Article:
Fix the Economy … Fix Our Broken Schools

We sent President Obama to Washington because we longed for real change — especially in our economy — and we knew that he is the one who can achieve the lofty goals he set and we need.  We got the ball rolling with taking the necessary steps to fix a broken health care system, which is 100 years overdue and is crippling our economy on every level.

As Washington continues to find ways to shore up our economy, create new job opportunities through green industries and more, if we do not fix our broken education system, it does not matter how many new jobs are created.  Our broken education system will force us to continue to import a growing workforce from outside of our borders.

Last month, Robert Longley wrote an article entitled, Lifetime Earnings Soar with Education. Longley breaks it down in dollars and cents and begins by asking:

How much is higher education worth in cold hard money? A college master’s degree is worth $1.3 million more in lifetime earnings than a high school diploma, according to a recent report from the U.S. Census Bureau. … The report titled “The Big Payoff: Educational Attainment and Synthetic Estimates of Work-Life Earnings” reveals that over an adult’s working life, high school graduates can expect, on average, to earn $1.2 million; those with a bachelor’s degree, $2.1 million; and people with a master’s degree, $2.5 million.

Clearly, if we focus our attention on achieving higher education, we will change the face of our economy.  Moreover, if we do not teach our children well, they will fail.  We cannot continue to push our students “through the system” (social promotion) wherein high school seniors put on their cap and gown, walk across the stage, reach out and grab that diploma but is no more prepared to successfully compete in today’s global society than he or she was on the day they entered as a freshman.

Why? We have low expectations because they are poor, or they come from a single-family household or a household with a different lifestyle, a different religion.  We give them points for showing up in class because we assume that is their best.  We grade their history papers with an “A” for effort despite an obvious lack of grammatical knowledge. We give them citizenship awards because they never say a word or complain; they behave well because we barely hear or see them.  They are invisible. It is no wonder that half of our high school students (graduates and dropouts) find themselves as reluctant participants of the criminal justice system in some way.

There are those teachers who do their best everyday to make lemonade; to find a way to share knowledge and inspiration with too little tools, often taking money from their own pocket to get the job done.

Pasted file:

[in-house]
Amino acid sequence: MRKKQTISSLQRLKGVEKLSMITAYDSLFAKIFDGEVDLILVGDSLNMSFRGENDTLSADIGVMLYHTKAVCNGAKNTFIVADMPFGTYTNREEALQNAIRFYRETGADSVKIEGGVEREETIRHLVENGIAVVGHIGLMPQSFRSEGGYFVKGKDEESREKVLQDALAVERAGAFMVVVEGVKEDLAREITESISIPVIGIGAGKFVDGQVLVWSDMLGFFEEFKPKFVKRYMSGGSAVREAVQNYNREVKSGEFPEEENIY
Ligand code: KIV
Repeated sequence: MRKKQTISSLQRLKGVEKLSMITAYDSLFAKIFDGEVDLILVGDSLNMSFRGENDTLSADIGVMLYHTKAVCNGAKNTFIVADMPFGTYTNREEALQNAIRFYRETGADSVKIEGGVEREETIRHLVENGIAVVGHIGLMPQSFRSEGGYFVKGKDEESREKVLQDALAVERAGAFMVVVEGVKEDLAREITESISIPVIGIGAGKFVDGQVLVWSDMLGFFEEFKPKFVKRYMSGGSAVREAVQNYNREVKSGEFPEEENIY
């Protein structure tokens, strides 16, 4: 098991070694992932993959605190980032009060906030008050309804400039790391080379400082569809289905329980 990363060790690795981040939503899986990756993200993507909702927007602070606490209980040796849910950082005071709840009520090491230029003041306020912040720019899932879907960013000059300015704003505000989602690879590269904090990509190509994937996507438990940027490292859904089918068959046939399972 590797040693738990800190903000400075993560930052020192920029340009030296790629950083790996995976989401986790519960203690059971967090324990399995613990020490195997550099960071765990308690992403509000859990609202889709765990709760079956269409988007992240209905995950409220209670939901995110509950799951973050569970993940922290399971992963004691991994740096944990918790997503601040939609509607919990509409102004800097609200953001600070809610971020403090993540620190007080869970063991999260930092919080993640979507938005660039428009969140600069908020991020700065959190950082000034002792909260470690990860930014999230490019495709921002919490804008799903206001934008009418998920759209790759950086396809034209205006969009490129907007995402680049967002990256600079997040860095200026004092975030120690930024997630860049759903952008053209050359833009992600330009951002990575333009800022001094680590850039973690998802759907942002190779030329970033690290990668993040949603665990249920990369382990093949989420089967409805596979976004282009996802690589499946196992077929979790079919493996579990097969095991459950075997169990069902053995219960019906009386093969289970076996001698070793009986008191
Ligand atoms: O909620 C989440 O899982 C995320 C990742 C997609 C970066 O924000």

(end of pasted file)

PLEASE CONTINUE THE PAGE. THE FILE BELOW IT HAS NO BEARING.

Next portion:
Out students, our teachers, they need our assistance.  Change will not come to education unless we all get involved. Like politics, education is local and we must start right here in our own backyard. It is up to us to put in place a sustainable education system in order for our youth to be able to successfully compete in a global society.

Education 2010 is a three-part dialogue that recruits the entire village and empowers them with the tools necessary to create change and then multiplies the process in every neighborhood. In short, we find substantive grassroots efforts to engage everyone in order to make a difference.

The third dialogue in the Hartford series is, “Successful Students Ready for the 21st Century.” Co-Hosted by Hartford City Councilwoman rJo Winch and The Sheff Movement Coalition, this dialogue will take place at Hartford City Hall Council Chambers, 550 Main Street, Hartford, on Wednesday, March 31st, from 5:30 to 7:30 pm.

Critical to our success at each dialogue has been our ability to draw on the knowledge and expertise of a  distinguished and diverse panel.  We are honored to have as panelists for this event the Hon. Kenneth Green (State Rep. 1st Assembly District), Elizabeth Horton Sheff (Sheff Movement), Norma Neumann-Johnson (Principal/Breakthrough Magnet School), Paul Diego Holzer (Education Programs Dir./Achieve Hartford), Clifford Wallace Thornton (Author & Founder/Efficacy), and Jim Boucher (Director of Future Workforce Division/ Capital Workforce Partners).

After a brief program, panelists will lead breakout sessions on Does Race Matter, Fixing Broken Schools, Prisons/Eliminating the Pipeline and Workforce Development.

Sign up Online Is Easy @ Or, send an email to Admission is free and open to the general public.

See more about Education 2010 at

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